According to the report, job seekers frequently research details about on-the-job lifestyle factors, including benefits and schedule flexibility as well as the type of work that will be expected of them if hired. The most important criteria, however, is compensation. Currently, 44 percent of candidates know compensation details about a position before applying, and this level of transparency is only increasing. “Easy access to information has changed the way individuals find jobs and jobs find individuals,” said Jim McCoy, vice president and global practice leader at ManpowerGroup Solutions. “As organizations across the globe continue to report difficulties filling roles, understanding candidate preferences is critical.” ManpowerGroup Solutions offers the following advice for employers and hiring managers to help with recruiting efforts.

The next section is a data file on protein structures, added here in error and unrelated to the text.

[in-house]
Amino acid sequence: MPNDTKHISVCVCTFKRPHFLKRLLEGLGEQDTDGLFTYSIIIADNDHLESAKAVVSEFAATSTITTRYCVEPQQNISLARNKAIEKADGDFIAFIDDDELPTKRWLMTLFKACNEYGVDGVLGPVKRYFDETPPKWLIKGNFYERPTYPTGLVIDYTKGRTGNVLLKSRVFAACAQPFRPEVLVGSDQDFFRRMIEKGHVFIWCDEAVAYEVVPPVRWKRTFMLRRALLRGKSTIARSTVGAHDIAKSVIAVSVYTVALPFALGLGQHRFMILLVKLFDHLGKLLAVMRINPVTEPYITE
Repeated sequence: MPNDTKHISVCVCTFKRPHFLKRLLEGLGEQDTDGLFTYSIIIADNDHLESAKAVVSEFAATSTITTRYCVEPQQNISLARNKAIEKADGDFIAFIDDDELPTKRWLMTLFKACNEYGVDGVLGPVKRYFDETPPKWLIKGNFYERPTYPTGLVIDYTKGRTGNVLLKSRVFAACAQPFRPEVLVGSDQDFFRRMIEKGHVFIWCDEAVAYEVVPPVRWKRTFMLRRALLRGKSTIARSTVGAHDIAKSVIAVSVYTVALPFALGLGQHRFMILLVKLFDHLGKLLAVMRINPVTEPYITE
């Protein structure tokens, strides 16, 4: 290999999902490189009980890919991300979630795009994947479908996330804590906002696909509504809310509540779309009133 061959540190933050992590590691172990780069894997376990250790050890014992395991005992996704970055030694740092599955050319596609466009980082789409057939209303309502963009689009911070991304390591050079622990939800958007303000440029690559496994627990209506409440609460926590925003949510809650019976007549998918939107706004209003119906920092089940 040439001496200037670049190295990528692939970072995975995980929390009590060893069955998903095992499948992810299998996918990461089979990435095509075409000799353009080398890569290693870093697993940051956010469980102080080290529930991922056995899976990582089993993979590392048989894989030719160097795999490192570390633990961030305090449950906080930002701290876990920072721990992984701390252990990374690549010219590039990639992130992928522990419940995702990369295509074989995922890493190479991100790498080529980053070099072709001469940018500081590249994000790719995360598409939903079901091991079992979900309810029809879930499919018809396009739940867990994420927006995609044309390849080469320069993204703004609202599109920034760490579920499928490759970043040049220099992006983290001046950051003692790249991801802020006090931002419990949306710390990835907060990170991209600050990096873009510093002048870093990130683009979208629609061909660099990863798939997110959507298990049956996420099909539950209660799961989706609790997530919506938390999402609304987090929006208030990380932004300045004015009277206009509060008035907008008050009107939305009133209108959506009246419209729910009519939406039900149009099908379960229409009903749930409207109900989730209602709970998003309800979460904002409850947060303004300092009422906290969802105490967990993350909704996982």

Reach the right talent where they are Understand that candidates are gleaning much of their information from your company’s website, so it’s important to prioritize the creation of content that is both brand relevant and high quality. Be open to new conversations and new ways of having them You must be willing to be fully transparent with today’s information-hungry candidates – especially related to compensation. Monitor the buzz Monitor conversations about your company on social media and career sites like Glassdoor, and be ready to jump in and respond to questions or provide additional information when necessary. “Organizations should be thinking about candidates as consumers,” McCoy added. “Managing the message to the market is key to building a successful employer brand and attracting the best talent.”

The Age of Well Informed Job Candidates